In an exclusive interview with Fair Betting Sites, former Manchester City, Chelsea and New York Red Bulls midfielder Shaun Wright-Phillips shared his thoughts on the sacking of Thomas Tuchel, the appointment of Graham Potter at Stamford Bridge, Chelsea owner Todd Boehly’s problems and also on Manchester City’s chances of Champions League success now Erling Haaland has joined.
Former England international Wright-Phillips also assessed his countries chances of World Cup glory and gave some opinions on his American experiences, including his views on Leeds United’s American manager Jesse Marsch.
Highlights of the Interview
- Todd Boehly Still has to Learn How to Run a Football Club
- Potter at Chelsea Could be ‘Scary’ for the Premier League
- ‘Maverick’ Aubameyang May Face Problems with Potter at Chelsea
- Haaland Can Break Premier League Scoring Record
- England can win the World Cup and should be favourites in Qatar
- Jesse Marsch will be a success in England
Full Transcript of the Interview with Shaun Wright-Phillips
Q: Obviously the big news is Thomas Tuchel’s sacking yesterday, what was your reaction to that? Was it the correct decision?
Shaun Wright-Phillips: I definitely wouldn’t say it’s the correct decision. I’d say more my reaction to it was – I was very shocked. I think if you go back to the transfer window and giving him 250,000,000 plus to spend on transfers, that kind of lets the rest of the world, especially the fans of the club, that back in the manager for the long term sort of thing. So when that happens after seven games, I think it would have surprised and shocked everybody, but also at the same time, there might be something going on that we don’t know about, that there might have been friction between them which caused it.
Q: Do you think that then giving him so much money and letting him bring in his own signings and then sacking him so quickly, does that show Todd Boehly’s naivety as a Premier League chairman?
Shaun Wright-Phillips: I wouldn’t say so much naivety. He’s new to the game and really he’s still learning and he’s still got to learn that understanding of how running a football club, especially like Chelsea is and what it’s going to take. And I think he’s going to have to get used to that. He’s going to have to get the hang of that quicker than he thinks, otherwise he’s going to be going for a lot of managers, or the opposite managers won’t take the job. So right now he’s put the club that plays in a weird situation and he’s just got to correct it as quickly as he possibly can.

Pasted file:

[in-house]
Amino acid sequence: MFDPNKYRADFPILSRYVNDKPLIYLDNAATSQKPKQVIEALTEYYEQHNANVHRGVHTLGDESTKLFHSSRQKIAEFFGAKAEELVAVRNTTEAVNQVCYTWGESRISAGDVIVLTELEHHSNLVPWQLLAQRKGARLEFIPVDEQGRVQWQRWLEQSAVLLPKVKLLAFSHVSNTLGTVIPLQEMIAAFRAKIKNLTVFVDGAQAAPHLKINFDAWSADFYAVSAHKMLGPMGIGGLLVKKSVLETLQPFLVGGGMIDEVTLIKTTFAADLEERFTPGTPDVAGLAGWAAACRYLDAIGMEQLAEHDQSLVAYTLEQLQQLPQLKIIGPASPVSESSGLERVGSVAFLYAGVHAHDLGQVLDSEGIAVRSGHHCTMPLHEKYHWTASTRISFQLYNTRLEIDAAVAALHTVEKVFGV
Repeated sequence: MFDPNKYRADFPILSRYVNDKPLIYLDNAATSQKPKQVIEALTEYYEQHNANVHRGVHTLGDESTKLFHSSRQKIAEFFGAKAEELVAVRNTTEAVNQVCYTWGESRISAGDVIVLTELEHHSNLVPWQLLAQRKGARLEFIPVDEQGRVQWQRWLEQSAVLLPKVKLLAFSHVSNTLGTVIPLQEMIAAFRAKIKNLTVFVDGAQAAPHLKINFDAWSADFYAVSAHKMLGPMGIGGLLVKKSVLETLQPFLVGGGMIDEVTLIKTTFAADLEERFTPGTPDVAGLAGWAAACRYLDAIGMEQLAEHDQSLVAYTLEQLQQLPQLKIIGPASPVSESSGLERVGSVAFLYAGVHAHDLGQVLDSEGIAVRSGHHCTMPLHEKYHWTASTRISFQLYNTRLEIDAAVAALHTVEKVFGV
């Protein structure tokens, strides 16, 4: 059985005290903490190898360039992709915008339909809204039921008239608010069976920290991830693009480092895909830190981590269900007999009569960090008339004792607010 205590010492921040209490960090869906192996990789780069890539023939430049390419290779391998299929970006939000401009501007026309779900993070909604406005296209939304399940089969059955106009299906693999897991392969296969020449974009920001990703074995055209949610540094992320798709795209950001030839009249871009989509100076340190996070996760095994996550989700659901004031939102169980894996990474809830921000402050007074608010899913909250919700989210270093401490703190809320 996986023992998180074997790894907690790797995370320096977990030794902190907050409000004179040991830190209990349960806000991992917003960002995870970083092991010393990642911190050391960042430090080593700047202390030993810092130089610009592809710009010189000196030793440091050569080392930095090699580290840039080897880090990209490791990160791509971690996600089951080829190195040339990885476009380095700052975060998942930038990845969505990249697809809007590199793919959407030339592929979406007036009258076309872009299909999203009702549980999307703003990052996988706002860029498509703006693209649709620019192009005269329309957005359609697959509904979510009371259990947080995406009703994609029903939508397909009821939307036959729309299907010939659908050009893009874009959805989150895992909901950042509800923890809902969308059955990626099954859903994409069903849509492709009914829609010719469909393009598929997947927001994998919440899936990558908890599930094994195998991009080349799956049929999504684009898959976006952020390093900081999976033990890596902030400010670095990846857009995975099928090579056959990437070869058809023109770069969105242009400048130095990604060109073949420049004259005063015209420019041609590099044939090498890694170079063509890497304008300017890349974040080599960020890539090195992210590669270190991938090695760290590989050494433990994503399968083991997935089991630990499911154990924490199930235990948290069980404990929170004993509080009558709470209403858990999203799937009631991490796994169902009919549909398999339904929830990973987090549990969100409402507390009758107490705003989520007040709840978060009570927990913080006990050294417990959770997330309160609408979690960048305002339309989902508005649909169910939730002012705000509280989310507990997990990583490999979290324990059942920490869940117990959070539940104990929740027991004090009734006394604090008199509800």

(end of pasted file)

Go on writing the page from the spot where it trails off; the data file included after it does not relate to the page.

Q: Now it looks like Graham Potter is going to be unveiled as his replacement. Do you think he’s the right man for the job?
Shaun Wright-Phillips: I honestly think he’s a fantastic manager, to be honest with you. What he’s done in the Premier League, especially at Brighton, and this is no disrespect to Brighton, all the players there, but what he’s done in the Premier League, with the funding that he’s had and the players that he’s had, he made those plays back. He’s built a team there that out-pass a lot of teams in the Premier League with the budget of 250,000,000 in the bank or 250 mil spent on players. So for me, if you can teach players, maybe not on that elite level, to get somewhere close to the elite team and keep the ball away from those types of players, I think it always makes me think, what would you do with a set of elite players? If those elite players buy into the way he plays and his philosophy of football, it could be a scary thing and a great new thing for the Premier League.
Q: Is there a concern over his experience managing world class players and challenging for trophies?
Shaun Wright-Phillips: I would say it’s hard. As for the challenges for trophies, it’s hard when you’re Brighton and his manager, you haven’t got that squad depth to possibly playing all the games coming up. So he has to prioritize one or the other, and he prioritizes the Premier League, rightfully so, and cease to run his luck and see how far we can get in the card game. So I think in that respect, he’s done a fantastic job, as I said before. But respect to handling the bigger players you call in, it inexperienced to start with. A lot of managers, firstly, are always inexperienced. How does he get that experience? He’s not given a chance to.
Q: Okay, how would you rate Boehly’s first transfer window at Chelsea?